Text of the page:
Perfecting a craft is hard work and takes time. Artists recognize this and do not expect immediate results. They understand that the process of creating may be enjoyable, but it does require hard work.
Artists are motivated to keep pushing forward. They have their eyes on the goal and they put in the hours to reach it. They are incessantly considering how they may improve and are taking action to do so. Over time they develop confidence in their work.
Artists recognize that there is no “magic bullet” or shortcut. If they are to be the artist that they desire to be, they must be in it for the “long haul”. They must be motivated to stay “on course” long enough to reach their destination.
Artists Are Ambitious
Not only are artists motivated to reach their goals, but they also set them very high. Some goals may never be realized, but this is accepted.
The ambition of the artist is not self-rooted. Instead, it is about the art. The ambition is cultivated from a love of the creative process – not from self promotion. In this way, the ambition of the artist is pure.
Ambition may start slow, but it grows over time, as works are created – as possibilities present themselves.
Artists Are Observant
Over time, artists begin to see the world differently. They notice things that are often overlooked by others. They may find joy in things that others find mundane. As they learn to “see”, in order to draw, their perception of the visual world changes.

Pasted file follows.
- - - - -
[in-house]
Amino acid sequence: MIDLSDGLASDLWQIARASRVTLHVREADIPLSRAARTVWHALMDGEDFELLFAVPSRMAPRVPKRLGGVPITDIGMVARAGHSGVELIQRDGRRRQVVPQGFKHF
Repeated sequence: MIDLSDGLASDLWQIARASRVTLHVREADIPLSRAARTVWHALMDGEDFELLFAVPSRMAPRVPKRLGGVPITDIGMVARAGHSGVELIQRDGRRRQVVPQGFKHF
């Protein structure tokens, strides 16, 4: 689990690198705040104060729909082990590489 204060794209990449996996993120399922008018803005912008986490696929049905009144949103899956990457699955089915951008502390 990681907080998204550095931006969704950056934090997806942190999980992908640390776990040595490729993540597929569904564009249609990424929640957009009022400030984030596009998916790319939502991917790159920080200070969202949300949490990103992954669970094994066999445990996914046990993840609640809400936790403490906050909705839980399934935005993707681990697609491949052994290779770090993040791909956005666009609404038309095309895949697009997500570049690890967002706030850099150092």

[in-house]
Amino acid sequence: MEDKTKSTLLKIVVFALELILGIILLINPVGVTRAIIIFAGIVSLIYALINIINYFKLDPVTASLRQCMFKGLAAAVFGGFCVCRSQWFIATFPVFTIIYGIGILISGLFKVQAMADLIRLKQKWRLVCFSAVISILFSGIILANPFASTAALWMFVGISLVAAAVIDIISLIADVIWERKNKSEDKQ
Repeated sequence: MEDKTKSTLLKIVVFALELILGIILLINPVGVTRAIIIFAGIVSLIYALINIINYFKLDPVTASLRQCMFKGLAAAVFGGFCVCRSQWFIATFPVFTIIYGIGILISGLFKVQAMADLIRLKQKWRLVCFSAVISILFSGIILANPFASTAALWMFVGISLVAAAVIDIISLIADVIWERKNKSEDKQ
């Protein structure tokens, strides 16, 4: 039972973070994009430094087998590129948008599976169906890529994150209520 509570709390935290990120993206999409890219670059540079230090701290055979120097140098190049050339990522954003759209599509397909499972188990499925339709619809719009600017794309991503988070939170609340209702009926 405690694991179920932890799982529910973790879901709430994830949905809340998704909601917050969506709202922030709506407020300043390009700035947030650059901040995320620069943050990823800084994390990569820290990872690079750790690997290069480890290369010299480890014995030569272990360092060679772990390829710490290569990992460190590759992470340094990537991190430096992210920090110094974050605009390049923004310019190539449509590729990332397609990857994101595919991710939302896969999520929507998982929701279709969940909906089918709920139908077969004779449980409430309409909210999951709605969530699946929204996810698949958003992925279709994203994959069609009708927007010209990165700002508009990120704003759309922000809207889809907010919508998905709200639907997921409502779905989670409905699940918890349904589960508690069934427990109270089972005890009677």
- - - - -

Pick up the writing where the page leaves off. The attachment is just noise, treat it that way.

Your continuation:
Shadows, light, colors, and lines become the filter in which the world is viewed. Objects are analyzed and are no longer taken for granted.
Because of this heightened observation, they may also notice changes in how they perceive other people, relationships, and other aspects of life. They see people in their life in a different light and notice aspects about them that may have been overlooked previously.
Artists Are Original
Artists do not always come up with original ideas, but they learn to present them in original ways. They may borrow from others, but present ideas or subjects in new ways. This differentiates artists from “craftsmen”. In this way, artists are innovators.
Because they are innovators, artists are also problem solvers. Throughout the creative process, challenges present themselves. The artist is able to adapt and create original solutions, which result in a unique product.
The artist does not always accept standard approaches, although these may be best. Instead, they are open to new approaches and techniques and experiment frequently to discover what works for their vision.
We make the assumption that skill makes an artist. This simply isn’t the case. Skill is often the result of an individual that possesses (or acquires) these characteristics – no matter what the craft. There are artists all over the world at vastly different skill levels. Although their skills are at different levels, they are all artists.
Skill, in any field, can be learned and developed by anyone. It takes hard work and dedication and it isn’t easy. But it is accomplished by having the right mindset and by developing the characteristics of an artist.